The need to commit more equity capital to a given transaction relative to previous quarters will be further enhanced by a likely contraction in leverage levels. According to Refinitiv, more than three-quarters of US buy-outs showed a leverage multiple of more than six times EBITDA at the end of 2019. This trend is likely to be reversed in the short-term given the tightening of credit markets and a de-risking of loan portfolios by banks.
Image: Share of US Leveraged Buy-Out Market, by Leverage Level (Bain report)
As a report by Bain suggests, the strong contraction in leveraged lending by banks will be somewhat offset by private debt funds lending directly to borrowers in buy-out transactions. Given the rise of private debt funds over the past decade, the importance of private debt and the amount of funding it can provide to businesses has increased tremendously since the Financial Crisis. According to Preqin, private debt funds, as of June 2019, have more than $812bn in Assets under Management of which a significant portion is likely to be allocated to the financing of private equity buy-outs. Additionally, these funds will help private equity-owned companies to raise much-needed cash to manage liquidity risks given the unprecedented pressure on cash flows and working capital. Another interesting observation is that GPs are increasingly engaging in structured equity deals. These structured equity deals allow private equity companies to quickly build stakes in companies at oftentimes favourable conditions relative to the public markets. Especially private investments in public equity (PIPE) are becoming increasingly relevant as it allows public companies to raise cash quickly in order to avoid liquidity issues by issuing equity- or debt-linked securities, such as convertible preferred stock or bonds directly to private equity funds at individually negotiated terms. With recent PIPE deals involving well-known brands such as Dave & Buster’s, Redfin, and EVO, PIPE deals are set to raise more money than in any year since 2008.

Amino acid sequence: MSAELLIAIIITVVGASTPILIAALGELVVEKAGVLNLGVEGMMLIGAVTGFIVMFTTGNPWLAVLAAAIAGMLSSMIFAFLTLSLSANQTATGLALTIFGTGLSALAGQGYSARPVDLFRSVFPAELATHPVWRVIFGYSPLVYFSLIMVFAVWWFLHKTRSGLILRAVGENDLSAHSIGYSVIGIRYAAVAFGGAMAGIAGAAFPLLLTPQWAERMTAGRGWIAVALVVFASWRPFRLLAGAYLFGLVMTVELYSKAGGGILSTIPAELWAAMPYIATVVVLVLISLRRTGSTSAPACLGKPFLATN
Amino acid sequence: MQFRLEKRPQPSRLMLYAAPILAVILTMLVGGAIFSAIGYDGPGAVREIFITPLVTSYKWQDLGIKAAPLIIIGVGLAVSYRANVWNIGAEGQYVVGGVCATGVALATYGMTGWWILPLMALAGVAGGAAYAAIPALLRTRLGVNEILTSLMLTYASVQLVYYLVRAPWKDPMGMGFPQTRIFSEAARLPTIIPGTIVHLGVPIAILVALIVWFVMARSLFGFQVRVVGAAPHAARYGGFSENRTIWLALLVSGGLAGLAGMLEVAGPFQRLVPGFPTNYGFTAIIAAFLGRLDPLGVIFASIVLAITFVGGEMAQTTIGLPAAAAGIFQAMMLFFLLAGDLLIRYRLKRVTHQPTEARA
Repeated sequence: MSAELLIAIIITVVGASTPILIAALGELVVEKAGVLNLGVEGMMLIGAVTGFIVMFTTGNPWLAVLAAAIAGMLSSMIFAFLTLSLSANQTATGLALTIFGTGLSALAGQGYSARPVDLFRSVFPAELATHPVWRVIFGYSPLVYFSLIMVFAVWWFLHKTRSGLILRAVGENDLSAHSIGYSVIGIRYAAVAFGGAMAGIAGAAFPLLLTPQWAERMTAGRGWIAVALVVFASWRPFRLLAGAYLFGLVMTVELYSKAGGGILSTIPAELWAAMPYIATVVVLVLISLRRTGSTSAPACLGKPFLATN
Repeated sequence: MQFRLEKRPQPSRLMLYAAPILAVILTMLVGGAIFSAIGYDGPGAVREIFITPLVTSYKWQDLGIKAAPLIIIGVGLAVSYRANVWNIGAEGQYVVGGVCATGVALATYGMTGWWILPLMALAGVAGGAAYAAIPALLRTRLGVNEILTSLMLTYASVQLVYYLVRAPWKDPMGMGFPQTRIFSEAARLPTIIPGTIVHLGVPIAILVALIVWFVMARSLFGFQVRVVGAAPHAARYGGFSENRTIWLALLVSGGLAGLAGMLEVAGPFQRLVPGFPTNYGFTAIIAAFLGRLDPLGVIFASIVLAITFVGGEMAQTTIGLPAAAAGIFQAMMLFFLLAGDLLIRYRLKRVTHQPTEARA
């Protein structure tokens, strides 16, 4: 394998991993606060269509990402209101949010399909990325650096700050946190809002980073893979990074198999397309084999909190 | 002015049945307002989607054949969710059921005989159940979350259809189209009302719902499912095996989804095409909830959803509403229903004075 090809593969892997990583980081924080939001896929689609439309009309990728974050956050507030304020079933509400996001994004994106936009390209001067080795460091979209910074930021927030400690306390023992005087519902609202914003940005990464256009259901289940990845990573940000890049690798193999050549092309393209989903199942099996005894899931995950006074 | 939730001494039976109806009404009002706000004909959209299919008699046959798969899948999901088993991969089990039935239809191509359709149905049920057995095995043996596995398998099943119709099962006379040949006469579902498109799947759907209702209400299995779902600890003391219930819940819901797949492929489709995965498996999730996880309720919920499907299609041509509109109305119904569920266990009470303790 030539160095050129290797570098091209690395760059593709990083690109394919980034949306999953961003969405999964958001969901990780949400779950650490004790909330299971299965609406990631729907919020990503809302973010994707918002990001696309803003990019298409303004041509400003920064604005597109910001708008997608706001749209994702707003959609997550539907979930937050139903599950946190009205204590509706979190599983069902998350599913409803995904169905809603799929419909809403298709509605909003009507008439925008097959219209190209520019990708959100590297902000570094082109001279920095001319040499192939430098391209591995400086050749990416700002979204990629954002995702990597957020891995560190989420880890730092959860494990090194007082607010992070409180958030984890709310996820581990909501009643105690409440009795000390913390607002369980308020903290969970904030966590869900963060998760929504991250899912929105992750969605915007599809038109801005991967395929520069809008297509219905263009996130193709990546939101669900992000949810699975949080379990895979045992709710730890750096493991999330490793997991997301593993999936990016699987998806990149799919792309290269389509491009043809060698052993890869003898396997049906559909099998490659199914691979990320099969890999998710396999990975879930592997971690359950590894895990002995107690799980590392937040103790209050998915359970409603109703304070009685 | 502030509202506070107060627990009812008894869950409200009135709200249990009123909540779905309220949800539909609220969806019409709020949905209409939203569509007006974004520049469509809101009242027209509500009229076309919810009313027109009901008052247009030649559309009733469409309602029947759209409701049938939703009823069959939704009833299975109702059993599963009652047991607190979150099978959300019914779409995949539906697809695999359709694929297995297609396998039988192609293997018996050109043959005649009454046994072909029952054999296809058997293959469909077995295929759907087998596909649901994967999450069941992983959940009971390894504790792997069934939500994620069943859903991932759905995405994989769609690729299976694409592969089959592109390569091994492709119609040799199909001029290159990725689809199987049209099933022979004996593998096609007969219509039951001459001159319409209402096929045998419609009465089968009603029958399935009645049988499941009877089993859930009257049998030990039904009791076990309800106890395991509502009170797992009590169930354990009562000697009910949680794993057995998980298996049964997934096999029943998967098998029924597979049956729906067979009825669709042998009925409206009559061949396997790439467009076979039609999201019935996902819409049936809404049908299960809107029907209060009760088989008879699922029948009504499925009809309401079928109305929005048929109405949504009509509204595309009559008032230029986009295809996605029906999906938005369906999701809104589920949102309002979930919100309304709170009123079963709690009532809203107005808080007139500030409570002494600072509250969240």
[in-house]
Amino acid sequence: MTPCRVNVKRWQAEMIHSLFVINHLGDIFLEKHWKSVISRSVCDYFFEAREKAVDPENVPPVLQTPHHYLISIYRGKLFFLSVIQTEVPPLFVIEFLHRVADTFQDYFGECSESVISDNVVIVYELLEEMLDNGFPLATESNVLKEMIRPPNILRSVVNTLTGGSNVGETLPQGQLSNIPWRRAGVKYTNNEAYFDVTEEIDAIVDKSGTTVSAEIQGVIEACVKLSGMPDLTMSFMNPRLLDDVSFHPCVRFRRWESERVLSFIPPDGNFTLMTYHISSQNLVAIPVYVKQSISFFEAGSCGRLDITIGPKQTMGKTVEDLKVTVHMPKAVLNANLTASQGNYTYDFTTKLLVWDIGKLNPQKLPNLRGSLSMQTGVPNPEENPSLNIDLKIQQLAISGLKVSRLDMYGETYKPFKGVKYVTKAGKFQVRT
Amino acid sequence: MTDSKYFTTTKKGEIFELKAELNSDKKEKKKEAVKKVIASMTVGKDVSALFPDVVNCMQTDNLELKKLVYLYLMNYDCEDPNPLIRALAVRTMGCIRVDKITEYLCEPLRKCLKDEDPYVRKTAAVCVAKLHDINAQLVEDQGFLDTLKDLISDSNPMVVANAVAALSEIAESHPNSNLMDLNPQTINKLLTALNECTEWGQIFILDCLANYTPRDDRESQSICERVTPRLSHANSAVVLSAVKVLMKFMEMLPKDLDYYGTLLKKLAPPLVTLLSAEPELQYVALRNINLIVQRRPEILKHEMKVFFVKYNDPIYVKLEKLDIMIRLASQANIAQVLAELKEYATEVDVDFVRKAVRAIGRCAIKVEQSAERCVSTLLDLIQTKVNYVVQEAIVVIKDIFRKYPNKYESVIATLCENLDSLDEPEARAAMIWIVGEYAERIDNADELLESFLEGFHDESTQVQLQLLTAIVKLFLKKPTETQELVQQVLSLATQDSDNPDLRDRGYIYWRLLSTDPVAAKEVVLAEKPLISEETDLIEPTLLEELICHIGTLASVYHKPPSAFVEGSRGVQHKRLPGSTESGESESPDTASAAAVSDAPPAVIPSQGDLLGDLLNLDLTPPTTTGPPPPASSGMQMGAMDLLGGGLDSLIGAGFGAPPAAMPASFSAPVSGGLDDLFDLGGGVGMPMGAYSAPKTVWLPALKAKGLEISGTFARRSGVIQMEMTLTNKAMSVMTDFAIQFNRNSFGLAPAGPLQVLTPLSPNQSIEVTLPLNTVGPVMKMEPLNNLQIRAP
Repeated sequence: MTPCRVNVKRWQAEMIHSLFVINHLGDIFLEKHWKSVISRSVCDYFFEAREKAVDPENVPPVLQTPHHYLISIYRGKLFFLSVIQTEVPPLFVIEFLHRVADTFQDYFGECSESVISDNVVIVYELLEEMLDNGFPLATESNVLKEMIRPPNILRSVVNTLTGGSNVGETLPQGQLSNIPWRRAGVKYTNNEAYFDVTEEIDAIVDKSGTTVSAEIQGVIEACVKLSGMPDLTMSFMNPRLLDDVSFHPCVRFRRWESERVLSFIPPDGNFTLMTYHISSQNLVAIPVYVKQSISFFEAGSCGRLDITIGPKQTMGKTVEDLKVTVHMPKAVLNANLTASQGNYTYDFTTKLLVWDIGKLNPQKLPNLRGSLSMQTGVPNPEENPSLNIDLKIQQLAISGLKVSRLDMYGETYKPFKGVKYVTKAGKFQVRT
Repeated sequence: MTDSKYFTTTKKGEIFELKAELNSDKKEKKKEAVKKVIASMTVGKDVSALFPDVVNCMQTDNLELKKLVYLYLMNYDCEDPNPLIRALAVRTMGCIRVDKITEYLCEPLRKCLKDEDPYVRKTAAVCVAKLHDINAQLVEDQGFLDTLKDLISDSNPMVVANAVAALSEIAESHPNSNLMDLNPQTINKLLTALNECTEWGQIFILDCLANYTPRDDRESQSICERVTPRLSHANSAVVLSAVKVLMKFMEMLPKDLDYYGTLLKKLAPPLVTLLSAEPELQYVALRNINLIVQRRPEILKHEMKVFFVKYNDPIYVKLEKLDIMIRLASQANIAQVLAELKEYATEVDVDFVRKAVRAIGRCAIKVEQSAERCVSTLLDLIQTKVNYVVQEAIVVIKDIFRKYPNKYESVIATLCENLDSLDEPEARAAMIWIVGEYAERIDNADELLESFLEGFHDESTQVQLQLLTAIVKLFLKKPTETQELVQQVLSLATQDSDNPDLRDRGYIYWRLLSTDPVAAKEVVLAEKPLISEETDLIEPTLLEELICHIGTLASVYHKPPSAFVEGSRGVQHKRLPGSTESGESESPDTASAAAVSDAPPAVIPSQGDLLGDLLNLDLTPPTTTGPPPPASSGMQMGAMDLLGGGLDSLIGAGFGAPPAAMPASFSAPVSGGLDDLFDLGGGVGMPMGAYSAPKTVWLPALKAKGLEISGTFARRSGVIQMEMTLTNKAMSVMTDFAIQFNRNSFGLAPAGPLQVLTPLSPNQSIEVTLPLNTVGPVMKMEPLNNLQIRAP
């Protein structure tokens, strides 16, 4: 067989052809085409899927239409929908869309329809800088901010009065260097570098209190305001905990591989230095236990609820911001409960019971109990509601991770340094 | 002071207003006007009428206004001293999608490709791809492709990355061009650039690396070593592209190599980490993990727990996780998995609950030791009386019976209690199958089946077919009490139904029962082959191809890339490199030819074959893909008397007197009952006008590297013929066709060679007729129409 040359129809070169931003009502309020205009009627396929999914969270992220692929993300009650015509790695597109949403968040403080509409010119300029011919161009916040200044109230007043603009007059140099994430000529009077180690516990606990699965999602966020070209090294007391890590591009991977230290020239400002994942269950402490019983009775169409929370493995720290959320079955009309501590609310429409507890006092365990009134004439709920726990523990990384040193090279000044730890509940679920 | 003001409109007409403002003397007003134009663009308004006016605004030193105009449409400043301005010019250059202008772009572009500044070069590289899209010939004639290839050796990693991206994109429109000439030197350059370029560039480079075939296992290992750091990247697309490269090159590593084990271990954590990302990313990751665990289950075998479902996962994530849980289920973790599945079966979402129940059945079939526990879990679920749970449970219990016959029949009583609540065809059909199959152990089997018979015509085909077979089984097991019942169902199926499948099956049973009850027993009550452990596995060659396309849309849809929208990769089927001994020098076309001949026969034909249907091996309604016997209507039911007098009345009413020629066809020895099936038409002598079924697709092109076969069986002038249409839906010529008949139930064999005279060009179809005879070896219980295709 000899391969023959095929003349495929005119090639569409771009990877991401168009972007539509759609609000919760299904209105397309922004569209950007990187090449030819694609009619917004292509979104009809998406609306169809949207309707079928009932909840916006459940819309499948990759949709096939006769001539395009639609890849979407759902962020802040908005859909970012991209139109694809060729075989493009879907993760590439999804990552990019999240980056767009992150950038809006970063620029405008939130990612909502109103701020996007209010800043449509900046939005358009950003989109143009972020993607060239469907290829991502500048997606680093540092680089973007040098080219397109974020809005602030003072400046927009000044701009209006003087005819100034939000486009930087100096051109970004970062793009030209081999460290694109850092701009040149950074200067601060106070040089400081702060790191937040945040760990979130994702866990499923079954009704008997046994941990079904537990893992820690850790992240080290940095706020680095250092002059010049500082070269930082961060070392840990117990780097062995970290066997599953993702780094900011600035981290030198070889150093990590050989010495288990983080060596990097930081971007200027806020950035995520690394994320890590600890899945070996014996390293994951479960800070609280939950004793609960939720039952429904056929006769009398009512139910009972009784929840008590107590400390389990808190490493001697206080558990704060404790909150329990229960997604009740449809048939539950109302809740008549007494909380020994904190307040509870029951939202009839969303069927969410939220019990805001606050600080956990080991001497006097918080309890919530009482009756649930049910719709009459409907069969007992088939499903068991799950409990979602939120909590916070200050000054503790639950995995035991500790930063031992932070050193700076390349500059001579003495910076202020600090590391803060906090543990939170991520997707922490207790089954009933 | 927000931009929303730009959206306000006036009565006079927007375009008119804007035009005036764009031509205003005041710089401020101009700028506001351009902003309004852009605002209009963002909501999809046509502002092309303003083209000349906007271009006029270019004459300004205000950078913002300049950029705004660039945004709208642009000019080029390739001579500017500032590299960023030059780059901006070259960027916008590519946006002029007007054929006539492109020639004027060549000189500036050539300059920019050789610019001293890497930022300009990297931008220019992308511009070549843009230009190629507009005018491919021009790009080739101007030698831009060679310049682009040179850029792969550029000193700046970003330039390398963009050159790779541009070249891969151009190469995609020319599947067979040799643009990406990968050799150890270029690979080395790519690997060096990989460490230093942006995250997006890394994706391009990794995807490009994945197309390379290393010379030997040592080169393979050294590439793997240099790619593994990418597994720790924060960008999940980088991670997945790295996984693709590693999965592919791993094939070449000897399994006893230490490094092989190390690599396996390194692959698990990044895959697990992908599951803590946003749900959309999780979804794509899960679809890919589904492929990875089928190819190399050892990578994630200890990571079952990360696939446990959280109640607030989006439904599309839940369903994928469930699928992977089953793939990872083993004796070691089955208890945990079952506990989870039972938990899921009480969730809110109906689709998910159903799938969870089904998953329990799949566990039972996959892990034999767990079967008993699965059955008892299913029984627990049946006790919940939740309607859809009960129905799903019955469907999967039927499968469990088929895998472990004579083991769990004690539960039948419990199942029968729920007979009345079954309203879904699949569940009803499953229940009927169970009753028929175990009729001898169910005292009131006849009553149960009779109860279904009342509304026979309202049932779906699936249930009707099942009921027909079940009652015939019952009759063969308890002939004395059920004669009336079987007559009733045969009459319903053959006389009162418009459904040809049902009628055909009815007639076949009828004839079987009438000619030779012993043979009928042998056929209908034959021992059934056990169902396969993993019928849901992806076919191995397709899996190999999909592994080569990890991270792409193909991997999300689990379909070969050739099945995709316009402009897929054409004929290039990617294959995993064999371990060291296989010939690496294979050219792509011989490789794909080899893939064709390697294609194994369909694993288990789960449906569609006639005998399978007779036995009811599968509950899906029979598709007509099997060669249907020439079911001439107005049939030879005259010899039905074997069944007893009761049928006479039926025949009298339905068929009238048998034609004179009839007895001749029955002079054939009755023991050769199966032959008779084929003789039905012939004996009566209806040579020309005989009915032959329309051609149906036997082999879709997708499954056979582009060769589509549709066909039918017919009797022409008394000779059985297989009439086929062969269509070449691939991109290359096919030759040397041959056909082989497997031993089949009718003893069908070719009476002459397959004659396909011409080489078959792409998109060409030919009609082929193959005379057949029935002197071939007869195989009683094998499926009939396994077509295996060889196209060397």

Section 2: Impact on Investment Exits
As market volatility and uncertainty has increased significantly in the light of the ongoing healthcare crisis, multiples in both public and private markets have started to decline. As data gathered by Mergermarket on European buy-outs shows, EBITDA multiples have already started to contract by more than 10% from an average of 12 times EBITDA in 2019 to only 10.7 times EBITDA on average in Q1 2020.
Image: European Buy-outs – Median EBITDA Multiples (Mergermarket)